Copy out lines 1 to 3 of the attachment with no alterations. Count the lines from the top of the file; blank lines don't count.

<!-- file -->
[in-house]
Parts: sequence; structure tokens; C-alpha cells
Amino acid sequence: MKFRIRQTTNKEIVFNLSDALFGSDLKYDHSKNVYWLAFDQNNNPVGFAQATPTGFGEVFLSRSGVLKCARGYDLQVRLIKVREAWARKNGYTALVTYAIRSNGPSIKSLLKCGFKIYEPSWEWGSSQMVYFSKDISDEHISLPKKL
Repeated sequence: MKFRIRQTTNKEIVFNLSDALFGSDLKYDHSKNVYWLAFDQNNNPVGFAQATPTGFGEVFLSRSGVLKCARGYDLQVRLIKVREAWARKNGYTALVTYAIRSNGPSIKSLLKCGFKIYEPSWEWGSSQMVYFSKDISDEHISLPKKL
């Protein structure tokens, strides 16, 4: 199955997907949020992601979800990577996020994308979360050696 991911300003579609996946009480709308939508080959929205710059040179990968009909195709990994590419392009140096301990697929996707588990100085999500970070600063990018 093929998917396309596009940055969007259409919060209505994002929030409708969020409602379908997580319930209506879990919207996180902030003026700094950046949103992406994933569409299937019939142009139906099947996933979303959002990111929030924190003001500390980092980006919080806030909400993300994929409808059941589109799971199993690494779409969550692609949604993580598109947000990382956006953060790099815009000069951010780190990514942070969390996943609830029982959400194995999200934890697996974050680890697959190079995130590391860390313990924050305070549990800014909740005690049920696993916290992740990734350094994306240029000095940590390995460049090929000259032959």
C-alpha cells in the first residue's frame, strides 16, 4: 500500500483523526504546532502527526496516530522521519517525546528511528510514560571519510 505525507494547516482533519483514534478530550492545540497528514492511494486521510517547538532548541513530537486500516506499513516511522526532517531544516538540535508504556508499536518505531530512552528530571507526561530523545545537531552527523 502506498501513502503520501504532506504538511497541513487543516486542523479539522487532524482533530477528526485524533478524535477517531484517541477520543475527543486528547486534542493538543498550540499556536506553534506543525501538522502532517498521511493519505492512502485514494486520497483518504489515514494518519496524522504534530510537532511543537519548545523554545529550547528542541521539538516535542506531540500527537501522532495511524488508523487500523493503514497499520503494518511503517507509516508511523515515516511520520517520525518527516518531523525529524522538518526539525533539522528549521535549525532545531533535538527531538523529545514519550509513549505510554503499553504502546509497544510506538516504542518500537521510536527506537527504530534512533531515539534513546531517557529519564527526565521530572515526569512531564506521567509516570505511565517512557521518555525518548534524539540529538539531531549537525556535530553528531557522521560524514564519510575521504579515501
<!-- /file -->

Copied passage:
[in-house]
Parts: sequence; structure tokens; C-alpha cells
Amino acid sequence: MKFRIRQTTNKEIVFNLSDALFGSDLKYDHSKNVYWLAFDQNNNPVGFAQATPTGFGEVFLSRSGVLKCARGYDLQVRLIKVREAWARKNGYTALVTYAIRSNGPSIKSLLKCGFKIYEPSWEWGSSQMVYFSKDISDEHISLPKKL